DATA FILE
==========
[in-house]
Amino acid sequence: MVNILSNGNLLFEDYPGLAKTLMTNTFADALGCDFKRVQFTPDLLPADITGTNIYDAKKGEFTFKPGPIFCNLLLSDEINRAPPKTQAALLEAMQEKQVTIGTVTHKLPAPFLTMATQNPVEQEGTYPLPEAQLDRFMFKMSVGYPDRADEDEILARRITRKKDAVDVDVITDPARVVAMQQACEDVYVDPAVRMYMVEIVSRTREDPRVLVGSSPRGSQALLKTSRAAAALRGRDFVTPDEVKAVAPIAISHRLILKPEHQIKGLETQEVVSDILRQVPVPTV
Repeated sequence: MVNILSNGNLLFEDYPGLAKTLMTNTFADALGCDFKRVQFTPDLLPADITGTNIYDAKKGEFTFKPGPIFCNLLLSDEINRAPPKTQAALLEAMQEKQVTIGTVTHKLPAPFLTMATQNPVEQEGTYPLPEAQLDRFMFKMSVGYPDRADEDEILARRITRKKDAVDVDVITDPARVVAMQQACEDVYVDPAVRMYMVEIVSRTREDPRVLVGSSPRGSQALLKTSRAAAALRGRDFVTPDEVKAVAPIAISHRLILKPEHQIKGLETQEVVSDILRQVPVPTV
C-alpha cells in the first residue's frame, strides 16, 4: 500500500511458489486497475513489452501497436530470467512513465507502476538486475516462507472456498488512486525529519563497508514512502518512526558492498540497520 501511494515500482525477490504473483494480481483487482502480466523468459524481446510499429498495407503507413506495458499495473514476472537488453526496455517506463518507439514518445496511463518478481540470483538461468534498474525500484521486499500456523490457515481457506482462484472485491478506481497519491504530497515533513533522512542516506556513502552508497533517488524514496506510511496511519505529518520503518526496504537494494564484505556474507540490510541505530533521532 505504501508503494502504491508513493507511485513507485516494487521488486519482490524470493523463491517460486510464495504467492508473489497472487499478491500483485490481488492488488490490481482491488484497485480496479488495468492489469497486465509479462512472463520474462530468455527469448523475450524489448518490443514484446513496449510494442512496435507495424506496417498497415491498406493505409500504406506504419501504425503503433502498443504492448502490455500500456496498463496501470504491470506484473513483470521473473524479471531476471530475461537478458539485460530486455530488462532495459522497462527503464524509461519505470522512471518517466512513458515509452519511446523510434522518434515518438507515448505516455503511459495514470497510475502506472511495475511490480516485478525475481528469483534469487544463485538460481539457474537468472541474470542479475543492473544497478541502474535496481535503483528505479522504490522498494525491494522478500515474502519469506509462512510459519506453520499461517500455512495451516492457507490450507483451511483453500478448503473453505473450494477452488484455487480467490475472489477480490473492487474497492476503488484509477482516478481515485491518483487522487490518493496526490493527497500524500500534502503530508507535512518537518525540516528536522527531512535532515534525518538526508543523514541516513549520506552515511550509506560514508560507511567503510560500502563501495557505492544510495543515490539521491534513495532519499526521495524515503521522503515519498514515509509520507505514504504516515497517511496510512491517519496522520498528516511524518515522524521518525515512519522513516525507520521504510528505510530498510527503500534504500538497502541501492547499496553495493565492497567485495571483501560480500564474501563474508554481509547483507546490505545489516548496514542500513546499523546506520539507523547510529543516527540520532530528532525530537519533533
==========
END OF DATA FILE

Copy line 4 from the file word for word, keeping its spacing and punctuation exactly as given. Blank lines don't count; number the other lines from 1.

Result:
C-alpha cells in the first residue's frame, strides 16, 4: 500500500511458489486497475513489452501497436530470467512513465507502476538486475516462507472456498488512486525529519563497508514512502518512526558492498540497520 501511494515500482525477490504473483494480481483487482502480466523468459524481446510499429498495407503507413506495458499495473514476472537488453526496455517506463518507439514518445496511463518478481540470483538461468534498474525500484521486499500456523490457515481457506482462484472485491478506481497519491504530497515533513533522512542516506556513502552508497533517488524514496506510511496511519505529518520503518526496504537494494564484505556474507540490510541505530533521532 505504501508503494502504491508513493507511485513507485516494487521488486519482490524470493523463491517460486510464495504467492508473489497472487499478491500483485490481488492488488490490481482491488484497485480496479488495468492489469497486465509479462512472463520474462530468455527469448523475450524489448518490443514484446513496449510494442512496435507495424506496417498497415491498406493505409500504406506504419501504425503503433502498443504492448502490455500500456496498463496501470504491470506484473513483470521473473524479471531476471530475461537478458539485460530486455530488462532495459522497462527503464524509461519505470522512471518517466512513458515509452519511446523510434522518434515518438507515448505516455503511459495514470497510475502506472511495475511490480516485478525475481528469483534469487544463485538460481539457474537468472541474470542479475543492473544497478541502474535496481535503483528505479522504490522498494525491494522478500515474502519469506509462512510459519506453520499461517500455512495451516492457507490450507483451511483453500478448503473453505473450494477452488484455487480467490475472489477480490473492487474497492476503488484509477482516478481515485491518483487522487490518493496526490493527497500524500500534502503530508507535512518537518525540516528536522527531512535532515534525518538526508543523514541516513549520506552515511550509506560514508560507511567503510560500502563501495557505492544510495543515490539521491534513495532519499526521495524515503521522503515519498514515509509520507505514504504516515497517511496510512491517519496522520498528516511524518515522524521518525515512519522513516525507520521504510528505510530498510527503500534504500538497502541501492547499496553495493565492497567485495571483501560480500564474501563474508554481509547483507546490505545489516548496514542500513546499523546506520539507523547510529543516527540520532530528532525530537519533533